Zambia: Netizen Launches Vlog Ahead of Elections

A Zambian political activist has come up with an innovative idea to publish across his political and social-economic messages through videos, or vlog as it is commonly known, ahead the country's September 20 elections. He shares his videos on YouTube.

Gongs Jhala, Zambian video blogger. Photo source: Gongs Jhala Facebook page.

Gongs Jhala, Zambian video blogger. Photo source: Gongs Jhala Facebook page.

Gongs Jhala, posting under the name TheGongster, writes of his innovation:

I've come up with a novel idea to share my views on political and social-economic hot topics in the run up to the Zambian elections on 20 September 2011. Please leave me your suggestions in the comment section below or on Zambian Peoples Pact on Facebook.

In the very first video, ‘Intro To Gongs Political Vlog’, he urges people to judge his effort and tell him whether it is a good idea or just a waste of time:

Jhala, based in the United Kingdom, is also an active contributor to Zambia People’s Pact, a Facebook-based political group where political ideas are exchanged among various political parties taking part in the forthcoming tripartite elections that will cover presidential, parliamentary and local government elections.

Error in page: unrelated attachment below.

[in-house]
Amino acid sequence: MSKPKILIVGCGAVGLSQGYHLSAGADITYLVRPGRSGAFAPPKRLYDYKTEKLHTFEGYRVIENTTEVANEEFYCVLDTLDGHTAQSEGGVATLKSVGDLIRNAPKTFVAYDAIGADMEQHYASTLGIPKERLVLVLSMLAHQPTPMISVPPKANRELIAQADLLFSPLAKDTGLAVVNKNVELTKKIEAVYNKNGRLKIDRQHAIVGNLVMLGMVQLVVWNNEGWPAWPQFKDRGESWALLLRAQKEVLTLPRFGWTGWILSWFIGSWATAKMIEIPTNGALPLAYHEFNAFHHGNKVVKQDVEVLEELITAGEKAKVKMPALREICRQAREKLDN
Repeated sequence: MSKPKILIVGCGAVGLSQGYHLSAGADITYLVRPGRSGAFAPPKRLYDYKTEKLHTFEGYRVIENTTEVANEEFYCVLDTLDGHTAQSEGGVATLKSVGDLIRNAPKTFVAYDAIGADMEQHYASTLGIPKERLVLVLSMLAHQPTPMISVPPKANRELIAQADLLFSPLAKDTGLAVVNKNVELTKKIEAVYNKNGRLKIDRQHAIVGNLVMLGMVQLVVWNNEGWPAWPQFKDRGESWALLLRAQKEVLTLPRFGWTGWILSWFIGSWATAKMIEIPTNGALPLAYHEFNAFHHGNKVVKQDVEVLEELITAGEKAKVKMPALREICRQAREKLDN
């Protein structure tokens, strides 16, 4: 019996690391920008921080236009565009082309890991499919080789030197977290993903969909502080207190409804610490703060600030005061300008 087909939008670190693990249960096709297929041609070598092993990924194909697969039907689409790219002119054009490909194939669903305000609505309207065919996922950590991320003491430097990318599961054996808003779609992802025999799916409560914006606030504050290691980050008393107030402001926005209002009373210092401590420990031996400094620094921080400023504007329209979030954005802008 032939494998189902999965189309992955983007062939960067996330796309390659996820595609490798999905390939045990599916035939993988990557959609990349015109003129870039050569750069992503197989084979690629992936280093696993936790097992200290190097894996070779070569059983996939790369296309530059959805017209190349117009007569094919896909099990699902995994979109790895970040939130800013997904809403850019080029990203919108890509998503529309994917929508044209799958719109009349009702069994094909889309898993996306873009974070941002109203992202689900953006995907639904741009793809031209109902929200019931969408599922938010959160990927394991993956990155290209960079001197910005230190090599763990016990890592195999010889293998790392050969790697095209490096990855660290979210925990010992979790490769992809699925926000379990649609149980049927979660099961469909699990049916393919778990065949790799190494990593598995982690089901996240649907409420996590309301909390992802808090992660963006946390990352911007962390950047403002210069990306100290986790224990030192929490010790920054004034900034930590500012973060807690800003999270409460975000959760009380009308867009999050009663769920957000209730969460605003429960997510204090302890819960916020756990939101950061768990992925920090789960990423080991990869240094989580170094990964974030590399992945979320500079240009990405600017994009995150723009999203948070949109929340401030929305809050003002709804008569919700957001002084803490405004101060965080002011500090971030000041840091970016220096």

The first vlog received the following reaction:

I think its a great idea but we people in diaspora might have vested interest in mother zambia but we have no means of voting from this end. So these people (i.e. zed polititians) would have to put some kind off act for us zambians in diaspora to vote as well during general elections .

Jhala’s second video, ‘Zambian's Living In The Diaspora Told To Shut Up‘, is based on the reaction someone from Zambia People's Pact gave when he, Jhala, sought the opinion of other netizens about his vlog.

The video received positive feedback from a contributor who appears to have lived in Zambia’s neighbouring Botswana as well as the UK.

This is good. You sound well fired up. Thanks for your effort on this issue of discriminating against Zambians in diaspora. I saw it in Zambia, witnessed it in Botswana and now UK. Only God knows why we do such things.

Another contributor hailed Jhala’s effort.

Well said Gongs. No need for Zambians to talk down at other Zambians. Differences of opinion should be respected regardless of political, religious or lingual orientation and affiliation. We all want the best for mother Zambia, ad-hominen attacks on each other will only sway us from the core issues that we should be focusing on . A better Zambia for every ZambianConsidering that it is not easy even for established politicians, especially those in the opposition to make it on state-owned Zambia National Broadcasting Corporation TV which has national reach, vlogs may be the way to go in the future. Two other privately owned TV stations have limited reach.

As ThandiEdumund noted, vlogs may be the way to go in the future.

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